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<<  -- 4 --  Bill Newman    A SINGING INSTRUMENT


What are the problems playing and recording Rachmaninov?

'There are certain passages in his Piano Concerto No 2 that I find very difficult, and are a challenge. There are other composers with whose music, to a certain degree, I have reached the point that I can cope comfortably, but never with Rachmaninov. Curiously, my Second Concerto / Paganini Rhapsody (EMI Classics for Pleasure) is a Gold Disc best-seller, but it is hard to maintain, for instance, that long line at the opening of the concerto. The tune goes on and on, a "song without end", and the moment you start sectionalising, it doesn't make sense. The solo pieces can be played more freely than one hears today, but in the concertos a good conductor should be aware of the balance between soloist and orchestra, keeping the brass instruments from playing too loudly, because of the pianistic detail.

'In my recording, this was possible through microphone placements. But sometimes not all the best "takes" are used and producers, no matter how good, cannot possibly know what I want, and may not be interested in the shape of a phrase but more intent on precision. I like to involve myself as far as possible. Standards have changed and imprecision is not possible, but before the War nobody would care about wrong notes! The clear sound on CD is not necessarily always helpful because everything is exposed. There is a lot to be said for analogue recording, but I was happy recording Schubert digitally at Norbury.'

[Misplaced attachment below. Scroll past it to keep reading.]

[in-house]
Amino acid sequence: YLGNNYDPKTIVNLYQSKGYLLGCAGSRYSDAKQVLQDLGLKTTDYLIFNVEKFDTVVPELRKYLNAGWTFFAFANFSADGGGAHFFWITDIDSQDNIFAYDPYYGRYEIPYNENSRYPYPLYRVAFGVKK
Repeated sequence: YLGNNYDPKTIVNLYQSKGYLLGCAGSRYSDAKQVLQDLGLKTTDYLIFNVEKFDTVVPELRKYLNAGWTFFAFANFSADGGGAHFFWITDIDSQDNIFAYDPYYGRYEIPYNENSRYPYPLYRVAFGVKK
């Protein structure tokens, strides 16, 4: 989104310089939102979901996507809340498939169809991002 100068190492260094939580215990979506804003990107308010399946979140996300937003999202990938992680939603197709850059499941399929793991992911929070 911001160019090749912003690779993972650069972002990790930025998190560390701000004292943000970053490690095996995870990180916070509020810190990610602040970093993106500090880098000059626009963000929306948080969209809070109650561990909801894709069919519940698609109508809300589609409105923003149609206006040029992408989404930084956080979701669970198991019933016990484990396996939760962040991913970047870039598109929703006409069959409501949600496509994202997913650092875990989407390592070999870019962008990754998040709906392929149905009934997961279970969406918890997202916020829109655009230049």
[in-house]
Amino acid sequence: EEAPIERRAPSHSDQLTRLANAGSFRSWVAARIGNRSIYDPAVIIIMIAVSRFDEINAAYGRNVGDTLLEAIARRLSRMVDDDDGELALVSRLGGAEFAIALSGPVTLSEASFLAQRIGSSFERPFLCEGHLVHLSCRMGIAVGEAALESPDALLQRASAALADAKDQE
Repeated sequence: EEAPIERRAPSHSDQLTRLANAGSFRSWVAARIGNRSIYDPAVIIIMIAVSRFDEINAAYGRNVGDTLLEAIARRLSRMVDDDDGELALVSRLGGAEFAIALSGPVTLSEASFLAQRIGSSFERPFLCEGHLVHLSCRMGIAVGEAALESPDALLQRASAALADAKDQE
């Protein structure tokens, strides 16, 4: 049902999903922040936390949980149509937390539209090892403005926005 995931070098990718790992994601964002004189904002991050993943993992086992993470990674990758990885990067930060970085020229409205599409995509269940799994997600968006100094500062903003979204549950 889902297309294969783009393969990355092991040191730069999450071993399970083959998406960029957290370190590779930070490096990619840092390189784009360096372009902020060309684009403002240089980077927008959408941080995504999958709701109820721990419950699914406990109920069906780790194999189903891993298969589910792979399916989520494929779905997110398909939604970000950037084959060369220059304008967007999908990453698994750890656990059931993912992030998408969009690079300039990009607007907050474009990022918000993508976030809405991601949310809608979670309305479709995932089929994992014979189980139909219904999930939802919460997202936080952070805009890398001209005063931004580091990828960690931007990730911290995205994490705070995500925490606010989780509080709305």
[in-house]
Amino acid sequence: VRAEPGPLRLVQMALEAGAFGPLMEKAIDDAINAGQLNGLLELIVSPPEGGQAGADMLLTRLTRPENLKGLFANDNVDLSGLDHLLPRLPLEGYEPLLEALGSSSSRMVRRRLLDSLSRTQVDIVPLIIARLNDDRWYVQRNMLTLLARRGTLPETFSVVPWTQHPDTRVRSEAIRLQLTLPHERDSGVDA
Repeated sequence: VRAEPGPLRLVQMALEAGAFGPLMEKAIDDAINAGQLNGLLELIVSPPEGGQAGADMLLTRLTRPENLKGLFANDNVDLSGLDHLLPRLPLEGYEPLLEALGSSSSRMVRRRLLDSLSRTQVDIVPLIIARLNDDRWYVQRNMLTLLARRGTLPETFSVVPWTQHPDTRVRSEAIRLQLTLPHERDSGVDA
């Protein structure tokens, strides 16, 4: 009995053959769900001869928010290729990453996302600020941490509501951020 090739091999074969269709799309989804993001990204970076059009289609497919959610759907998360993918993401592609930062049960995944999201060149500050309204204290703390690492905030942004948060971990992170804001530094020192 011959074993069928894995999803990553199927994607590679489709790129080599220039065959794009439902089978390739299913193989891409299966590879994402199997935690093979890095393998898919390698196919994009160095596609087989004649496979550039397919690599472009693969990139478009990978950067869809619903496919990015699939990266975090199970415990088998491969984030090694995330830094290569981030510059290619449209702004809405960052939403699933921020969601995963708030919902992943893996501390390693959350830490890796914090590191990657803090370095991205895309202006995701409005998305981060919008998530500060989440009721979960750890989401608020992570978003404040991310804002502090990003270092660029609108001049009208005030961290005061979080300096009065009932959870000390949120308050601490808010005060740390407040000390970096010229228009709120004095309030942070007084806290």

In Brahms, how do you make all those notes sound, perform the music evenly and achieve the correct balance at the same time?

'The music is wonderfully well written. Brahms knew his instrument intimately, absorbing works by other composers, so his music is an extension of that already written. His expression is symphonic -- larger than life -- like the Piano Concerto No 1 (which is a symphony with piano).

Martino Tirimo. Photo © Nicos Louca
Martino Tirimo. Photo © Nicos Louca

'With small hands it is more difficult, and fortunately mine are quite large. Apart from technical problems, I try to see what the music expresses ... his world. It helps to understand the way the composer builds his work. What is the point of playing the right notes without knowing exactly what is happening? If there is a bassoon effect in the left hand (coda to the finale) I go for it.'

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Copyright © 22 December 2002 Bill Newman, Edgware, UK


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